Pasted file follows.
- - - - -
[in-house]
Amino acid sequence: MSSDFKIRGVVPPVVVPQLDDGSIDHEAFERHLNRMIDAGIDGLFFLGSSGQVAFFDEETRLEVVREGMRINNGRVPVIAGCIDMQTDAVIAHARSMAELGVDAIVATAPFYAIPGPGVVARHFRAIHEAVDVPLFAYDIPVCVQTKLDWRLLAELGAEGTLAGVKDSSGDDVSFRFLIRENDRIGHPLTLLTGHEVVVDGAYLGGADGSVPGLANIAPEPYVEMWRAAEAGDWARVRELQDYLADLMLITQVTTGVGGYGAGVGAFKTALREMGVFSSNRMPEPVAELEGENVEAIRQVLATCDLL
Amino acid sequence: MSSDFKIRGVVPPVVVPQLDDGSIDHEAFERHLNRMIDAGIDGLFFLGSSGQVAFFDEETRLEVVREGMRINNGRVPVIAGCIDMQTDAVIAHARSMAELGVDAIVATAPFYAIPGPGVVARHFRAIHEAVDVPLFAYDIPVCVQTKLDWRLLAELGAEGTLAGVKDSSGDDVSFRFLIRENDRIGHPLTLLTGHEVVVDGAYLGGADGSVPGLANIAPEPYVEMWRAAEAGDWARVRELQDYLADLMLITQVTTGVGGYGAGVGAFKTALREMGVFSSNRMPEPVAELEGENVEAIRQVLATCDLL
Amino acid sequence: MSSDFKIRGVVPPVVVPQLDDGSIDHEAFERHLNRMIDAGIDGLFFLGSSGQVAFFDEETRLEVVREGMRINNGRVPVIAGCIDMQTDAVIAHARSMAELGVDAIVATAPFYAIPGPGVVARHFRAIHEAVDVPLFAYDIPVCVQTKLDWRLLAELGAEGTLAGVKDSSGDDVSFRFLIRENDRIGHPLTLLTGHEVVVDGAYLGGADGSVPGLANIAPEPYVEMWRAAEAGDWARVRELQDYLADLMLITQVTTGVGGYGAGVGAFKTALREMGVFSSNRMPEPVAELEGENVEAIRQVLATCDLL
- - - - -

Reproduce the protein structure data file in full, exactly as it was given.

[in-house]
Amino acid sequence: MSSDFKIRGVVPPVVVPQLDDGSIDHEAFERHLNRMIDAGIDGLFFLGSSGQVAFFDEETRLEVVREGMRINNGRVPVIAGCIDMQTDAVIAHARSMAELGVDAIVATAPFYAIPGPGVVARHFRAIHEAVDVPLFAYDIPVCVQTKLDWRLLAELGAEGTLAGVKDSSGDDVSFRFLIRENDRIGHPLTLLTGHEVVVDGAYLGGADGSVPGLANIAPEPYVEMWRAAEAGDWARVRELQDYLADLMLITQVTTGVGGYGAGVGAFKTALREMGVFSSNRMPEPVAELEGENVEAIRQVLATCDLL
Amino acid sequence: MSSDFKIRGVVPPVVVPQLDDGSIDHEAFERHLNRMIDAGIDGLFFLGSSGQVAFFDEETRLEVVREGMRINNGRVPVIAGCIDMQTDAVIAHARSMAELGVDAIVATAPFYAIPGPGVVARHFRAIHEAVDVPLFAYDIPVCVQTKLDWRLLAELGAEGTLAGVKDSSGDDVSFRFLIRENDRIGHPLTLLTGHEVVVDGAYLGGADGSVPGLANIAPEPYVEMWRAAEAGDWARVRELQDYLADLMLITQVTTGVGGYGAGVGAFKTALREMGVFSSNRMPEPVAELEGENVEAIRQVLATCDLL
Amino acid sequence: MSSDFKIRGVVPPVVVPQLDDGSIDHEAFERHLNRMIDAGIDGLFFLGSSGQVAFFDEETRLEVVREGMRINNGRVPVIAGCIDMQTDAVIAHARSMAELGVDAIVATAPFYAIPGPGVVARHFRAIHEAVDVPLFAYDIPVCVQTKLDWRLLAELGAEGTLAGVKDSSGDDVSFRFLIRENDRIGHPLTLLTGHEVVVDGAYLGGADGSVPGLANIAPEPYVEMWRAAEAGDWARVRELQDYLADLMLITQVTTGVGGYGAGVGAFKTALREMGVFSSNRMPEPVAELEGENVEAIRQVLATCDLL